During perimenopause, when estrogen and progesterone are often out of balance, your adrenal glands, pituitary glands, and hypothalamus release hormones that too can become out of balance. This, added to increased cortisol and other stress hormones such as adrenaline, can turn an already stressful situation into something much worse.
Hormone imbalance is often a self-perpetuating cycle that can create physical, emotional, and psychological stress. Stress feeds the imbalance in your body, and normal day-to-day stressors become bigger than they are. This in turn stresses you out even more, and so the cycle begins. Essentially, stress breeds stress, stress causes hormone imbalance, and hormone imbalance breeds hormone imbalance.
The importance of managing stress
Managing stress is important no matter what stage you are in life, but during perimenopause and menopause, managing stress is crucial in minimising hormonal changes that cause bothersome symptoms such as hot flashes and disrupted sleep.
Chronic stress is not good for your health. According to The North American Menopause Society (NAMS) it may cause increased blood pressure and heart rate, headaches, gastric reflux, depression/anxiety, and increased risk of heart disease. It affects your immune system, making you more susceptible to illness, infections, and cancer. Stress affects your health, your relationships, work performance, general sense of wellbeing, and quality of life.
In fact, between 50 and 60 percent of all medical issues originate from stress or stress-related events. And with that said, here are ten of our best tips on keeping stress to a minimum during menopause.
1. Take charge
The alliance you have with a menopause specialist who is well-versed in symptoms can mean the world to you during “the change”. Menopause and its symptoms shouldn’t take control of your everyday life, so committing to an open and close relationship with a perimenopause and menopause specialist can work wonders. If you’re not speaking to a specialist already, get in touch with us over at the Australian Menopause Centre and see how we can help.
2. Say no
Women are famous for multitasking, and the idea of saying no might not be something you’re used to. But saying no during menopause is a crucial part to keeping down your stress levels. Being a people-pleaser and I-can-do-it-all woman is exhausting, and adds unneeded stress to an already stressed life. Saying yes all the time takes a huge amount of time and cognitive energy, and during menopause, you’ll find you don’t have the same energy as you did in your 20s and 30s.
3. Exercise regularly
Exercise helps reduce stress, improve mood, and boost overall health. Virtually any form of exercise, from aerobics to yoga, can act as a stress reliever during menopause. It helps bump up the production of your brain’s feel-good neurotransmitters (endorphins), increase self-confidence, promote relaxation, improves sleep, and gives you a sense of command over your body and your life.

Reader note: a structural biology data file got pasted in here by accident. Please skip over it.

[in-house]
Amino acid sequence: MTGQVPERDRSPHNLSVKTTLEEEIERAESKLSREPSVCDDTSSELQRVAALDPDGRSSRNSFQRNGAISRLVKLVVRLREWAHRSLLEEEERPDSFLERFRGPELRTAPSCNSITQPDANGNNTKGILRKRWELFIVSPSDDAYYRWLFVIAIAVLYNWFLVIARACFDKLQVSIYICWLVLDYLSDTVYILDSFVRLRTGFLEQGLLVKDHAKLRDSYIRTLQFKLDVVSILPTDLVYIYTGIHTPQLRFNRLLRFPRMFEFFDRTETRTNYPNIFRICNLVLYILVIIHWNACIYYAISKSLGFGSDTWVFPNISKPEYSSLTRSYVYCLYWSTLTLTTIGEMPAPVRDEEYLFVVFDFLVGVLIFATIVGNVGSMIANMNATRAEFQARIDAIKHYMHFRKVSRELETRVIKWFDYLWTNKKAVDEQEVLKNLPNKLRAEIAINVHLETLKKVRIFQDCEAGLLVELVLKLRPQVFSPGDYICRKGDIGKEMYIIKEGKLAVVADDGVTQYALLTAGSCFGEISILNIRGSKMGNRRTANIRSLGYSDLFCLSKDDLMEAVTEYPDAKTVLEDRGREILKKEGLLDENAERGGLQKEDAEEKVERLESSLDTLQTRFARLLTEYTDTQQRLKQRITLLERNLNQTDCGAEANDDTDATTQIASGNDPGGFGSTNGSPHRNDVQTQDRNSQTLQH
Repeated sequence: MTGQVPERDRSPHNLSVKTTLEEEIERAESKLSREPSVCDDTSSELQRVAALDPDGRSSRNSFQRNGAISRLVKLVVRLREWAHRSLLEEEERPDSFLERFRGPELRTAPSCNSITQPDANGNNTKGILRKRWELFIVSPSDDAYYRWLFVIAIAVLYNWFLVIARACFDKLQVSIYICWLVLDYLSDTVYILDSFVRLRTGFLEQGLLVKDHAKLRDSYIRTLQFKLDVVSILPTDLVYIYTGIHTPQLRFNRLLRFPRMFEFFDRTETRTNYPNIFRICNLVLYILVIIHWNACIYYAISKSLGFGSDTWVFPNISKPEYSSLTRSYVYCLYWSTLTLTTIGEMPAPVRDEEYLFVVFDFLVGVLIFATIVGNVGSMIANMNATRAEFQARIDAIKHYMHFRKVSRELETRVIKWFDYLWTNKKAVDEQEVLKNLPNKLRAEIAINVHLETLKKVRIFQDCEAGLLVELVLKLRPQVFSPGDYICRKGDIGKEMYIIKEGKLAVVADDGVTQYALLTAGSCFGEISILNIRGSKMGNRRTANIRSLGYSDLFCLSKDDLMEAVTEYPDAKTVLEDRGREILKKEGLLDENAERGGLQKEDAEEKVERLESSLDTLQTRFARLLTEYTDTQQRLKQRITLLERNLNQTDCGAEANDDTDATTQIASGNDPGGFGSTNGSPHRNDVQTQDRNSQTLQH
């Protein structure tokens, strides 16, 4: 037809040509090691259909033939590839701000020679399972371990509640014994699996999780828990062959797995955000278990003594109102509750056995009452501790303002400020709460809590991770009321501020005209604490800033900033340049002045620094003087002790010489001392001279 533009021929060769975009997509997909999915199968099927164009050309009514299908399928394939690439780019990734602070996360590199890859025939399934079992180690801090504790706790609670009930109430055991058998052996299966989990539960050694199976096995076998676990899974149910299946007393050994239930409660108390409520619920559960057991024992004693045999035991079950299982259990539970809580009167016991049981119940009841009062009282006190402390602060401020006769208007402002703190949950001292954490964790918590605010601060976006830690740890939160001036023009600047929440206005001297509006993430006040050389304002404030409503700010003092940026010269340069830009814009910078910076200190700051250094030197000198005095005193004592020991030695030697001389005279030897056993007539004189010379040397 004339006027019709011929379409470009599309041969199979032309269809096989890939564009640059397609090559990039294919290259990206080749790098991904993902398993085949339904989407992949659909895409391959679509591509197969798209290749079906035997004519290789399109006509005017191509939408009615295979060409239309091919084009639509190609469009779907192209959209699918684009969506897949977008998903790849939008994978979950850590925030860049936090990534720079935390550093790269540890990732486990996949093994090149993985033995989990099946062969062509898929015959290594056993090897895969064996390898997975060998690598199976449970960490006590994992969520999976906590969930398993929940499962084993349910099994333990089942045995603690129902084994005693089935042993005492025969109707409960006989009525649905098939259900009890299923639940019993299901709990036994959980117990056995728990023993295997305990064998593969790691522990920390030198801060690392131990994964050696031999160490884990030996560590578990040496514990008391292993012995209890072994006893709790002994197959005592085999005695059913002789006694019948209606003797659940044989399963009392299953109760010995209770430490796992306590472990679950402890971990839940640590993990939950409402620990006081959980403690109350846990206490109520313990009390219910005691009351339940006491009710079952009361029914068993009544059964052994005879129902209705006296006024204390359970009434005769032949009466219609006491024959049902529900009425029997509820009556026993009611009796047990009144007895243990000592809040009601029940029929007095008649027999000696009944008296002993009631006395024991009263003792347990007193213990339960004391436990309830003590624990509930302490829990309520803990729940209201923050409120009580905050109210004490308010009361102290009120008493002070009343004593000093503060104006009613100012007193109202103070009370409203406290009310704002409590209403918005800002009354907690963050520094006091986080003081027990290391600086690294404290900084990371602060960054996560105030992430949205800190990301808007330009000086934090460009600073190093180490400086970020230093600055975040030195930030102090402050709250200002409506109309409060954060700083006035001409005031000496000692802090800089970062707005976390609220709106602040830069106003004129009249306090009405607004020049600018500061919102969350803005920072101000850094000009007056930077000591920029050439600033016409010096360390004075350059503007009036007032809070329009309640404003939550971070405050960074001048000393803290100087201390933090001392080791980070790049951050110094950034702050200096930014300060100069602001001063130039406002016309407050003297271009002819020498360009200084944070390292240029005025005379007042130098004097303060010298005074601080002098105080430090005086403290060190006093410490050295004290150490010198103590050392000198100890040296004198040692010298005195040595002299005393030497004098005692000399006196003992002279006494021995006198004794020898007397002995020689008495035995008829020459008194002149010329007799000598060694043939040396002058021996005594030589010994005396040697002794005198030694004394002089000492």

4. Stay positive
Maintaining a ‘glass half-full’ attitude during menopause is important, and this means looking for silver linings, such as this US-based study that found women who experience strong menopausal symptoms have a lower risk of breast cancer. Sure, there are many things not to like about menopause, but for all the bad, there’s good too!
5. Get plenty of rest
As many as 61 percent of women report insomnia symptoms during menopause, but that doesn’t mean you have to be one of them. Certain menopausal treatments, such as BHRT (when appropriate) are known to help control healthy sleep, and staying away from caffeine can also help. Set your bedroom temperature to ensure it’s comfortable and low, and make adjustments to your bedroom to make it as inviting as possible.
6. Eat well
Good nutrition and optimising the intake of specific nutrients, together with small lifestyle changes, can offer significant help in maintaining a healthy mind during menopause. Eat little and often to balance blood sugar levels, look for complex carbohydrates such as oats, wholegrain bread, and brown rice, and avoid sugary foods. Eat plenty of fresh fruit and vegetables, drink plenty of water, and limit stimulants such as alcohol, coffee, and tea. You should also limit your intake of salt, saturated fat, and spicy foods.
7. Find a passion
Having a sense of adventure and trying something new and exciting can help lower stress, and starting a new hobby can be refreshing and uplifting. Take up dancing or drama, join a book club, enjoy more time in the garden, start planning a trip, or explore arts and design.
8. Enjoy nature
Research tells us that nature helps with stress, and according to Michael Posner, professor emeritus at the University of Oregon, “taking in the sights and sounds of nature appears to be especially beneficial for our minds”. Cognitive performance improves in nature, and even taking a moment to look at pictures of nature is known to have positive effects.
Spending time helping others less fortunate is a great way to take your mind off unpleasant menopause symptoms. Volunteering takes the focus off yourself and gives you a feeling of accomplishment, which in turn triggers the release of ‘happy hormones’.
A well-deserved massage or some other blissful treatment can work wonders for relieving stress. Try soaking in a bath with relaxing aromatherapy oils such as lavender, ylang ylang, chamomile, or geranium, take a daydream break, and visit the spa when in need.